There it was, sitting on the mantelpiece, staring at her with hollow eyes and a naked grin. She could not stop staring back. It looked distinctly like the fossilized skull of an extinct baboon. That was the sort of thing Josephine Salmons was likely to know. At the time — 1924 — she was one of the only female students of anatomy attending the University of the Witwatersrand in South Africa. On this particular day she was visiting her friend Pat Izod, whose father managed a quarry company that had been excavating limestone near the town of Taung. Workers had unearthed numerous fossils during the excavation, and the Izods had kept this one as a memento. Salmons brought news of the skull to her professor, Raymond Dart, an anthropologist with a particular interest in the brain. He was incredulous. Very few primate fossils had been uncovered this far south in Africa. If the Taung site really housed such fossils, it would be an invaluable treasure trove. The next morning Salmons brought Dart the skull, and he could see that she was right: The skull was undeniably simian.
Dart promptly arranged to have other primate fossils from the Taung quarry sent to him. Later that year, as he was preparing to attend a close friend’s wedding, he received a large crate. One of the specimens it contained was so mesmerizing that he nearly missed the ceremony. It came in two pieces: a natural endocast — the fossilized mold of the inner cranium, preserving the brain’s topography — and its matching skeletal face, with eye sockets, nose, jaw and teeth all intact. Dart noticed right away that this was the fossil of an extinct ape, not a monkey. The teeth suggested that the individual had died at age 6 or so. The point where the spinal cord had joined the skull was too far forward for a knuckle walker, indicating bipedalism. And the endocast, which was a little too large for a nonhuman ape of that age, had surface features characteristic of a human brain. After further study, Dart reached a bold conclusion: this was the fossil of a previously unknown ancestor of modern humans — Australopithecus africanus, the “Man-Ape of South Africa.”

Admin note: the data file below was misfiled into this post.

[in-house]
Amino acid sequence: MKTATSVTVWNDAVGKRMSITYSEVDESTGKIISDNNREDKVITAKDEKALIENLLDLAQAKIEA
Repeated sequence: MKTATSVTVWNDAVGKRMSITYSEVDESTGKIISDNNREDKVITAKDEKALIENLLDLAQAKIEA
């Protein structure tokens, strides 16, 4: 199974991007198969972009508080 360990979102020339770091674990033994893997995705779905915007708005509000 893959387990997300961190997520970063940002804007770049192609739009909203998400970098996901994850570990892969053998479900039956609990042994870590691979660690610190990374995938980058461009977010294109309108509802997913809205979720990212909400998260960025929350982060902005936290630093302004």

At first, the greater scientific community lambasted Dart’s proposal. If the Taung child, as the fossil was nicknamed, truly belonged to a hominin, surely it would have a far larger brain. Its cranium was a bit bigger than that of a chimpanzee, but not by much. Besides, it was generally believed that humans had evolved in Asia, not Africa. The “absurdly tiny” illustration accompanying Dart’s 1925 Nature paper, and his initial possessiveness of the specimen, did not help matters. Eventually, though, as prominent experts got to see the Taung child for themselves, and similar fossil discoveries came to light, attitudes began to change. By the 1950s, anthropologists had accepted that Taung was indeed a hominin and that an exceptionally large brain had not always been a distinguishing characteristic of humans. Dean Falk, a professor of anthropology at Florida State University and an expert on brain evolution, has called the Taung child “one of the most (if not the most) important hominin discoveries of the 20th century.”
In subsequent decades, by uncovering and comparing other fossil skulls and endocasts, paleontologists documented one of the most dramatic transitions in human evolution. We might call it the Brain Boom. Humans, chimps and bonobos split from their last common ancestor between 6 and 8 million years ago. For the next few million years, the brains of early hominins did not grow much larger than those of our ape ancestors and cousins. Starting around 3 million years ago, however, the hominin brain began a massive expansion. By the time our species, Homo sapiens, emerged about 200,000 years ago, the human brain had swelled from about 350 grams to more than 1,300 grams. In that 3-million-year sprint, the human brain almost quadrupled the size its predecessors had attained over the previous 60 million years of primate evolution.